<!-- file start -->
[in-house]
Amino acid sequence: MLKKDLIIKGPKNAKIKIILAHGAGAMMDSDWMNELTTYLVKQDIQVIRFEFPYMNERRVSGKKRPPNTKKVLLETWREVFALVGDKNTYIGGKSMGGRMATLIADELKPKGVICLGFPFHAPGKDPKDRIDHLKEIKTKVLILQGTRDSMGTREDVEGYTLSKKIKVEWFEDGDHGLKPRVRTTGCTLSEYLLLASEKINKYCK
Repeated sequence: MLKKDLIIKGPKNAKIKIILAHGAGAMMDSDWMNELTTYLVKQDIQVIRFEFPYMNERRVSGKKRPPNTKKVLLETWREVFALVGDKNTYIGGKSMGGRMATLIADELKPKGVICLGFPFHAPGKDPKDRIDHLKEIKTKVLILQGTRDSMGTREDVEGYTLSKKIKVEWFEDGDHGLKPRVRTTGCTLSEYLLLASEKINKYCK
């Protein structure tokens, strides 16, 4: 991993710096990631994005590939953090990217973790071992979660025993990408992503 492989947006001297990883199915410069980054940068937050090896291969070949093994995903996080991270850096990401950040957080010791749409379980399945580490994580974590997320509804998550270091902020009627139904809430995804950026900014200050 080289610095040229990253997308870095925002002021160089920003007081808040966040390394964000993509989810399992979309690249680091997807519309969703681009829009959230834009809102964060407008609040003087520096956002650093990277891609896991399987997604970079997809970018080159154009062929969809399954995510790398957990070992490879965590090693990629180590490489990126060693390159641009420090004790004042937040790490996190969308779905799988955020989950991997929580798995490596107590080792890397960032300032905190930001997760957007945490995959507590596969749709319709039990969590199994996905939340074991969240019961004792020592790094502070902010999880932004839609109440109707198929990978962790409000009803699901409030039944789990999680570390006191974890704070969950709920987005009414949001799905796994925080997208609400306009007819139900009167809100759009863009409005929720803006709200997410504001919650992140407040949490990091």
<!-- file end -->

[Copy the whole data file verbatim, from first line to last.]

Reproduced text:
[in-house]
Amino acid sequence: MLKKDLIIKGPKNAKIKIILAHGAGAMMDSDWMNELTTYLVKQDIQVIRFEFPYMNERRVSGKKRPPNTKKVLLETWREVFALVGDKNTYIGGKSMGGRMATLIADELKPKGVICLGFPFHAPGKDPKDRIDHLKEIKTKVLILQGTRDSMGTREDVEGYTLSKKIKVEWFEDGDHGLKPRVRTTGCTLSEYLLLASEKINKYCK
Repeated sequence: MLKKDLIIKGPKNAKIKIILAHGAGAMMDSDWMNELTTYLVKQDIQVIRFEFPYMNERRVSGKKRPPNTKKVLLETWREVFALVGDKNTYIGGKSMGGRMATLIADELKPKGVICLGFPFHAPGKDPKDRIDHLKEIKTKVLILQGTRDSMGTREDVEGYTLSKKIKVEWFEDGDHGLKPRVRTTGCTLSEYLLLASEKINKYCK
């Protein structure tokens, strides 16, 4: 991993710096990631994005590939953090990217973790071992979660025993990408992503 492989947006001297990883199915410069980054940068937050090896291969070949093994995903996080991270850096990401950040957080010791749409379980399945580490994580974590997320509804998550270091902020009627139904809430995804950026900014200050 080289610095040229990253997308870095925002002021160089920003007081808040966040390394964000993509989810399992979309690249680091997807519309969703681009829009959230834009809102964060407008609040003087520096956002650093990277891609896991399987997604970079997809970018080159154009062929969809399954995510790398957990070992490879965590090693990629180590490489990126060693390159641009420090004790004042937040790490996190969308779905799988955020989950991997929580798995490596107590080792890397960032300032905190930001997760957007945490995959507590596969749709319709039990969590199994996905939340074991969240019961004792020592790094502070902010999880932004839609109440109707198929990978962790409000009803699901409030039944789990999680570390006191974890704070969950709920987005009414949001799905796994925080997208609400306009007819139900009167809100759009863009409005929720803006709200997410504001919650992140407040949490990091």